2016 has been a monumental year for Mara Group and Mara Foundation. Not only have we launched a number of exciting new business ventures and foundation initiatives, 2016 also marks the 20th anniversary of the group – a significant milestone in our history.
What started as a journey of a family’s survival 20 years ago, has led to a voyage of discovery and the evolution of a business that we refer to today as ‘Mara’. Like many start-ups, we have faced an abundance of challenges along the way and understand that our failures, along with our successes, are a fundamental tenet of our growth. Doing good whilst doing well is a motto that is now ingrained in our psyche and will continue to serve as a solid foundation for our work in Africa for years to come.
While we can’t ignore the challenges Africa has faced in recent months, including the dip in commodity prices, economic slowdown in China and rising pockets of political instability in the Horn and Southern Africa, etc, our passion and vision for the business opportunity on the continent remains as bold and optimistic as it was when we started our journey 20 years ago.
This year alone, we have launched three new businesses with footprints spanning the Middle East and Africa region: an infrastructure investment vehicle for Africa, formed via a joint venture with Mara, General Electric and Atlas Merchant Capital; an online jobs portal, Mara Jobs, set up to connect blue and white collar workers in Africa to part and full-time work opportunities; and a last-mile delivery business, Mara Xpress, servicing the growing e-commerce markets of the Middle East, soon to expand into Africa. What this clearly demonstrates is that despite recent economic, political and infrastructural challenges, we remain confident in the long-term prospects of the African and Middle East economies, as do our partners and investors.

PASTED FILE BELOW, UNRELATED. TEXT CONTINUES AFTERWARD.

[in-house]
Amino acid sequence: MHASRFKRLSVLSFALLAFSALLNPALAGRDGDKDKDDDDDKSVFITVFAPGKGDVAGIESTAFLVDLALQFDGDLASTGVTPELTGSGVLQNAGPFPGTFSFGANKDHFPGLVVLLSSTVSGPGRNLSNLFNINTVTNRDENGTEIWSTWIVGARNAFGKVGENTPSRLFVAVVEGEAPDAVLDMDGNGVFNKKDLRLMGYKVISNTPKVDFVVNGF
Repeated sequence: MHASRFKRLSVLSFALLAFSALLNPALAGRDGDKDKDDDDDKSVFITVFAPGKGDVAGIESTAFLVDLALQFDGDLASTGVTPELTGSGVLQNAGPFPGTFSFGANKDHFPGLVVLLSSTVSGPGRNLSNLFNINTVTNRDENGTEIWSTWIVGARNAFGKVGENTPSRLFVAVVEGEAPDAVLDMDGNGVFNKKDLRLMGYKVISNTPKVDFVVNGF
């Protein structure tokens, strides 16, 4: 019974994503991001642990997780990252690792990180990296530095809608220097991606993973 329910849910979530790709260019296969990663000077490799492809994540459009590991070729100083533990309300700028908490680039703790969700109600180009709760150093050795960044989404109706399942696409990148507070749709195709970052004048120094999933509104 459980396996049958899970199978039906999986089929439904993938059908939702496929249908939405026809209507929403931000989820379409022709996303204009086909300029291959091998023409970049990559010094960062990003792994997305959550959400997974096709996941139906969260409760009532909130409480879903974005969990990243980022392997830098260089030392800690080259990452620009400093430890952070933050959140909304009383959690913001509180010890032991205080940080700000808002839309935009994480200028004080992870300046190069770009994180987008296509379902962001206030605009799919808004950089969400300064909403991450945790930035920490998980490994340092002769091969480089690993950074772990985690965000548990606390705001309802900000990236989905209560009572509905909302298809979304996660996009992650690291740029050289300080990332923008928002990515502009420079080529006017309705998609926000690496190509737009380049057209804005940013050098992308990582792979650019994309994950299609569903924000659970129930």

Beyond our core commercial activities, at the end of last year, our social enterprise, Mara Foundation, also launched the inaugural Ashish J Thakkar Global Entrepreneurship Index 2016 to better understand entrepreneurial environments around the world. What became clear from our study of the African markets is that one of the principal barriers facing Africa’s economies and entrepreneurs is the lack of infrastructure. Around 600 million people in sub-Saharan Africa are currently without electricity access – 70 per cent of the population – and 50 per cent of businesses in sub-Saharan Africa view a lack of reliable electricity access as a major constraint to doing business. As a result, Africa’s businesses, and especially entrepreneurs are limited in their capacity to succeed and grow.
But with this challenge comes opportunity – an opportunity to provide a regular, reliable supply of electricity to enable large, medium and micro businesses to thrive. This is something we are looking to address through our infrastructure vehicle.
As we look to the year ahead and, indeed, the next 20 years, our commercial focus will very much remain in Africa and the Middle East and our foundation will continue to support young and female entrepreneurs around the world mentorship and advocacy.
This is a pivotal and exciting time in our history where our physical, digital and biological worlds are colliding. Africa has shown us before and they will show us again how they can leapfrog the bad habits of the West and truly lead on the digital revolution. This, along with the infrastructure challenge, will be key to Africa’s success.